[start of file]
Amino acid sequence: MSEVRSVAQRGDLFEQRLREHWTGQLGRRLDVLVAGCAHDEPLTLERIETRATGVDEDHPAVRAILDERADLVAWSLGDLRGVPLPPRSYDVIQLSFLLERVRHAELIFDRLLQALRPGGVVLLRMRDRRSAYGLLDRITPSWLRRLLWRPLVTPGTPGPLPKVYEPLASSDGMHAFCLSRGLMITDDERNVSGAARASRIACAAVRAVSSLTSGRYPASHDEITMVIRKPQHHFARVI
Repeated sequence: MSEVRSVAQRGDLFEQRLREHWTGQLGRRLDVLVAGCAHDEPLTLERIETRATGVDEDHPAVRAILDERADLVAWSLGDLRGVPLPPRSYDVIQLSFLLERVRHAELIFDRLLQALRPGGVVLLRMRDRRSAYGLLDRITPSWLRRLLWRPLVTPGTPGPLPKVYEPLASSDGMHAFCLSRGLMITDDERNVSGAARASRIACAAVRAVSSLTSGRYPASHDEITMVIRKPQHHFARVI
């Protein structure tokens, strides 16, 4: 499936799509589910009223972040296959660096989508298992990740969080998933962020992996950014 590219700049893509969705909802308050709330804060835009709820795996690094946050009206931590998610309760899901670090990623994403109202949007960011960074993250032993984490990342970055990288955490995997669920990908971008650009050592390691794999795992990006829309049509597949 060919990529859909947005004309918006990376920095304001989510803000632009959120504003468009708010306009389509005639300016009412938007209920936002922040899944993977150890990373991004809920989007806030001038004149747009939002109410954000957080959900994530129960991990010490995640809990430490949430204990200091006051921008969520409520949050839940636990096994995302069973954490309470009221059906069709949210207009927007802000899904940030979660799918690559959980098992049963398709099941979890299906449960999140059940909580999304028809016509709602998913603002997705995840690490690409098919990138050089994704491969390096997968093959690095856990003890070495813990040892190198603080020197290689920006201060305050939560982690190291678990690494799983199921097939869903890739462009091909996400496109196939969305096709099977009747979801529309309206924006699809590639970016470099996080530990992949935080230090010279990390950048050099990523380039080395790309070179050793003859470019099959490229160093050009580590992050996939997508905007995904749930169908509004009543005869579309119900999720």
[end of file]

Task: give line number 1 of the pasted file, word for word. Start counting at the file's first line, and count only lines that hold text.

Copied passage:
Amino acid sequence: MSEVRSVAQRGDLFEQRLREHWTGQLGRRLDVLVAGCAHDEPLTLERIETRATGVDEDHPAVRAILDERADLVAWSLGDLRGVPLPPRSYDVIQLSFLLERVRHAELIFDRLLQALRPGGVVLLRMRDRRSAYGLLDRITPSWLRRLLWRPLVTPGTPGPLPKVYEPLASSDGMHAFCLSRGLMITDDERNVSGAARASRIACAAVRAVSSLTSGRYPASHDEITMVIRKPQHHFARVI